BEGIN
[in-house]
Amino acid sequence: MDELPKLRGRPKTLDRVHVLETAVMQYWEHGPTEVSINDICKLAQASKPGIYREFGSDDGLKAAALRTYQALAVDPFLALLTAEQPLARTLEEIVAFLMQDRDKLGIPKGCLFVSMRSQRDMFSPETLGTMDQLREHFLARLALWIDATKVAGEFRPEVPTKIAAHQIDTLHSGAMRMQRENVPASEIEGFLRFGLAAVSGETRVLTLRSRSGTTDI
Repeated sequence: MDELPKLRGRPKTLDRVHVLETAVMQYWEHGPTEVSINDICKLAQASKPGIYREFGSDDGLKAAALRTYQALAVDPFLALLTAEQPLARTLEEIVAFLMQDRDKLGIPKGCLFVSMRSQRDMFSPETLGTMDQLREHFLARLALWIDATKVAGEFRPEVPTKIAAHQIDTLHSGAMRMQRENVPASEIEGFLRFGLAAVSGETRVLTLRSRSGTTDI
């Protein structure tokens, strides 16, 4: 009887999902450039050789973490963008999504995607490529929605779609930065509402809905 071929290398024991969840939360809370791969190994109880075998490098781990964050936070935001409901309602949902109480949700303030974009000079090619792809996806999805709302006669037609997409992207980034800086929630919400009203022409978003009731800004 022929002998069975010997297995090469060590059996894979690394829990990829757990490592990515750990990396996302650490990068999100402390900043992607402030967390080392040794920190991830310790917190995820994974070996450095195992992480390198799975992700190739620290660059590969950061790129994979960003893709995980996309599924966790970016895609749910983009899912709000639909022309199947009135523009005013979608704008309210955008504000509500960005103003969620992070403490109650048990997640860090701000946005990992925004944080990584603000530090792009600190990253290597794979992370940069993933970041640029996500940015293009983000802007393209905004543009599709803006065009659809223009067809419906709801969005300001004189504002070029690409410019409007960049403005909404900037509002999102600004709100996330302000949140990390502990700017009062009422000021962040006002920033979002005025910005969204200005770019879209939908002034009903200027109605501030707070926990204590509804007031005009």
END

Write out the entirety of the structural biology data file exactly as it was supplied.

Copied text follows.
[in-house]
Amino acid sequence: MDELPKLRGRPKTLDRVHVLETAVMQYWEHGPTEVSINDICKLAQASKPGIYREFGSDDGLKAAALRTYQALAVDPFLALLTAEQPLARTLEEIVAFLMQDRDKLGIPKGCLFVSMRSQRDMFSPETLGTMDQLREHFLARLALWIDATKVAGEFRPEVPTKIAAHQIDTLHSGAMRMQRENVPASEIEGFLRFGLAAVSGETRVLTLRSRSGTTDI
Repeated sequence: MDELPKLRGRPKTLDRVHVLETAVMQYWEHGPTEVSINDICKLAQASKPGIYREFGSDDGLKAAALRTYQALAVDPFLALLTAEQPLARTLEEIVAFLMQDRDKLGIPKGCLFVSMRSQRDMFSPETLGTMDQLREHFLARLALWIDATKVAGEFRPEVPTKIAAHQIDTLHSGAMRMQRENVPASEIEGFLRFGLAAVSGETRVLTLRSRSGTTDI
């Protein structure tokens, strides 16, 4: 009887999902450039050789973490963008999504995607490529929605779609930065509402809905 071929290398024991969840939360809370791969190994109880075998490098781990964050936070935001409901309602949902109480949700303030974009000079090619792809996806999805709302006669037609997409992207980034800086929630919400009203022409978003009731800004 022929002998069975010997297995090469060590059996894979690394829990990829757990490592990515750990990396996302650490990068999100402390900043992607402030967390080392040794920190991830310790917190995820994974070996450095195992992480390198799975992700190739620290660059590969950061790129994979960003893709995980996309599924966790970016895609749910983009899912709000639909022309199947009135523009005013979608704008309210955008504000509500960005103003969620992070403490109650048990997640860090701000946005990992925004944080990584603000530090792009600190990253290597794979992370940069993933970041640029996500940015293009983000802007393209905004543009599709803006065009659809223009067809419906709801969005300001004189504002070029690409410019409007960049403005909404900037509002999102600004709100996330302000949140990390502990700017009062009422000021962040006002920033979002005025910005969204200005770019879209939908002034009903200027109605501030707070926990204590509804007031005009």